There is a difference between Lutherans and Pentecostals. That difference is [that] we Lutherans are very strong in the Fourth Article of the Augsburg Confession, where we say, “Salvation by grace through faith alone!” There is no negotiation on that. That is our identity, our foundation, our salvation, our trademark. That is what we proclaim. But when we go out into the mission field, we think that mission is by muscle and not by grace. The same grace that saves us is the same grace that works out mission. As we rely on the grace of God for our salvation, we also have to rely on the grace of God for mission. Pentecostals preach works salvation. You have to do this. You have to keep this law. You have to keep the regulation. But when they go out into the mission field they say, “We rely on the Holy Spirit.” There is some inconsistency. Lutherans, we have to be consistent with our theology of salvation and theology of mission, relying on the power of God’s grace and a prayer-centered life.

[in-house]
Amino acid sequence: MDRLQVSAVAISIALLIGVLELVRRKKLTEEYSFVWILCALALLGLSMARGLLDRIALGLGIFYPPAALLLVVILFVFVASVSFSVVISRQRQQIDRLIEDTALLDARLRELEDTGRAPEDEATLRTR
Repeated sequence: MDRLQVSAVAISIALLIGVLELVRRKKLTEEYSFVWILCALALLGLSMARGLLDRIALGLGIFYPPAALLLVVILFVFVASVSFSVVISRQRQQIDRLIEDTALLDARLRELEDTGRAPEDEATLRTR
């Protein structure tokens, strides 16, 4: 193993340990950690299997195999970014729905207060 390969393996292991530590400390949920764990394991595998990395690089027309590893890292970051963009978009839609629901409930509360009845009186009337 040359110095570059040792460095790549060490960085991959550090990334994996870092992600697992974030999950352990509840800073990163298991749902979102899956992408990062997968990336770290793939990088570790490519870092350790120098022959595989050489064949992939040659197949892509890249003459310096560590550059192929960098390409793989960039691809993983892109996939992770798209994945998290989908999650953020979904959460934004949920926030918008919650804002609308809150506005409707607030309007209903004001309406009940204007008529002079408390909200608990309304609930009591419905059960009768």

Finally, Jesus framed it, and He says, “Ask the Lord of the harvest.” Jesus is the Lord in the Middle East, in North Africa, in Asia and wherever there are Christians and non-Christians. He is the Lord. Not only the Lord, He says He owns the harvest field. And He sends us into that harvest field. It is the same mission. And it is the same mission field. Why? God is still the Lord of the harvest.

Number two: The harvest is still plentiful. The same.

Number three: The workers are still few.

Number four: The message is still the same. First century or 21st century, the message is still the same: Law and Gospel. Repentance and forgiveness. Confession and absolution. The same message. The method is still the same: Word and deed.